So what do Bajan authorities admit? That Ms. Myrie’s behaviour raised suspicions, and that she was questioned and searched  because she said at first that she would be staying with a female friend but Mr. Husbands (from the Bajan government) says that “closer investigation however revealed she was actually staying with a Barbadian man, who actually facilitates the entry of non-nationals into the island.”  Pause.  Free movement of goods, people, labour, and services anyone? More on that later.  Wait, what happened to Mr. Husbands’ initial assertion that Ms. Myrie was a victim of human trafficking?  If she was then where is the formal report to the Jamaican government? What evidence of human trafficking? Who’s the human trafficking facilitator? Where did this idea of human trafficking come from? As of this post, Ms. Myrie is standing by her story:

I am not lying. They humiliated me and searched me like I was an animal. They can carry me back to the Barbados airport and I can show you every room they took me into. I can identify the woman who defiled me. They are the ones who are lying

All that said, I don’t agree with Jamaicans (on The Rock and in the Diaspora) who think that we should boycott Barbados and its products and services because of this incident.   In my opinion that’s a short term solution to much deeper and serious problem.  It also does nothing to address the more pressing issue of Ms. Myrie’s case.  All it does is salve our anger and bruised national pride.  This incident requires action and resolution.  Don’t get me wrong though: being angered and outraged at Ms. Myrie’s story is absolutely 200% justified.  Right now I think it more prudent that Ms. Myrie get counselling and legal representation (apparently her lawyer is Anthony Hylton, Jamaica’s former foreign affairs minister and member of the Opposition in Jamaica…for some reason this bothers me and it’s nothing to do with the quality of the represenation that Mr. Hylton or his firm can provide). Ms. Myrie’s case requires the intervention and support of her national government.  So far there’s been some action by the Jamaican leadership –click here (the GOJ’s response) and here (the Jamaica Manufacturing Association’s response) to see reaction and action by Jamaica’s leadership.  In Barbados, the Jamaican Association is meeting this week with Jamaican officials who will be in Bim to discuss the Myrie Matter.  The sentiments expressed by my relative were echoed in the correspondence from the Association — this story isn’t new and some of you reading this email may have been subjected to poor treatment as well.  What’s really going for Jamaicans (and other Caribbean people) in Barbados? (While we’re at it, what’s going on for other Caribbean nationals in Jamaica?)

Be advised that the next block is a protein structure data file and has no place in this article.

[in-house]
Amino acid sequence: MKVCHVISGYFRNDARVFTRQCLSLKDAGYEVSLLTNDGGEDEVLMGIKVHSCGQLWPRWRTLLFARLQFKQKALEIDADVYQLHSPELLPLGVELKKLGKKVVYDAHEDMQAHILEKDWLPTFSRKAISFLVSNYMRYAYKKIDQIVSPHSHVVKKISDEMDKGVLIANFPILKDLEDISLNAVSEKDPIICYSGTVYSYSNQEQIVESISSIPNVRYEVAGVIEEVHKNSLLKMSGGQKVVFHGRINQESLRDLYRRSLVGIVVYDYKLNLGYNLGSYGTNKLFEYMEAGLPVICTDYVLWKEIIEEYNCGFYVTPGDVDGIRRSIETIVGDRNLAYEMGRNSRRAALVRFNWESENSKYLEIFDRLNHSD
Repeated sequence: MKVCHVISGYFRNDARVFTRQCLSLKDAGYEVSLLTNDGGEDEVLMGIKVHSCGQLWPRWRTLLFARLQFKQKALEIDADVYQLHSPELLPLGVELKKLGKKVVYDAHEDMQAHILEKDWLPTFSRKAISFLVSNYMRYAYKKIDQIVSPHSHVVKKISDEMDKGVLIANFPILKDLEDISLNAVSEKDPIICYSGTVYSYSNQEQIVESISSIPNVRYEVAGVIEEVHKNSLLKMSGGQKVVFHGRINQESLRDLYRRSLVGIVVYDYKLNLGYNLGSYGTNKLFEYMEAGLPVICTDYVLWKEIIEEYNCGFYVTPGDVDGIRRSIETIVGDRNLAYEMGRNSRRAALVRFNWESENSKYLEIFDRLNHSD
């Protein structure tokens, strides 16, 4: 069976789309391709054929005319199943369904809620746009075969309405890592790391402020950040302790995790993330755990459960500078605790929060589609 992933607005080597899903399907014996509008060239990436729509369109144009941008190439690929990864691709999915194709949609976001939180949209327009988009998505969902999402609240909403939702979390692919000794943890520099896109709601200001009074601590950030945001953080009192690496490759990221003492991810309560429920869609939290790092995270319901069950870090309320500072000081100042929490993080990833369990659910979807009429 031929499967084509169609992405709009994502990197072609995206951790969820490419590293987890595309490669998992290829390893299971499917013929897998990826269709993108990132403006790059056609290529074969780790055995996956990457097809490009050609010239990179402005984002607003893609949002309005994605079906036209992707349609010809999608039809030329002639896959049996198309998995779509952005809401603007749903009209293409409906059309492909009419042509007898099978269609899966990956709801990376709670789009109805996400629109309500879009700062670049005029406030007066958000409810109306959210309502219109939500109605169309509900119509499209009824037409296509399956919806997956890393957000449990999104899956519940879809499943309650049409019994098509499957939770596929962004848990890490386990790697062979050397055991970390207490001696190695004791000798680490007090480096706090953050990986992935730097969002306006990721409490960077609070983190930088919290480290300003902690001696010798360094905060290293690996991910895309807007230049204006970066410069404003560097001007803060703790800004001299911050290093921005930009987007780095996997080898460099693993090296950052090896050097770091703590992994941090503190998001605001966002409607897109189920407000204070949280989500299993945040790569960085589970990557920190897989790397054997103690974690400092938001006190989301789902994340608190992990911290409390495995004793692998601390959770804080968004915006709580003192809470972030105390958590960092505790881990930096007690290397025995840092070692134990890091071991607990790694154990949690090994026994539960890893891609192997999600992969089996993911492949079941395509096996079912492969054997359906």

I know that not all Jamaicans behave themselves when they visit other countries.  Shit, we don’t even behave ourselves in Jamaica! But if what Ms. Myrie says is true and it turns out that she was brutalized because she’s Jamaican then we have a serious problem.  Some Jamaicans may have brought bad behaviour and illegal activity to Barbados but not all of us – dare I say the majority – are bringing that baggage with us.  How the hell can it be that this woman was brutalized in this way simply because she’s Jamaican?  Frankly, those kinds of assumptions and resultant ignorant behaviour is something I’d thought (hoped?) would only come from non-Caribbean folks…shouldn’t our fellow Caribbean people be less likely to give into the stereotypes or judge Jamaicans on the basis of the behaviour of a few.  Oops.  Bottom line for me though is that one cannot use the actions and bad behaviour of a few in a group to guide one’s interaction and treatment of all members of the group.  For example, I don’t now think that all Bajans are evil, abusive people.

CARICOM – The Caribbean Community. Economic and political unity…who buys it?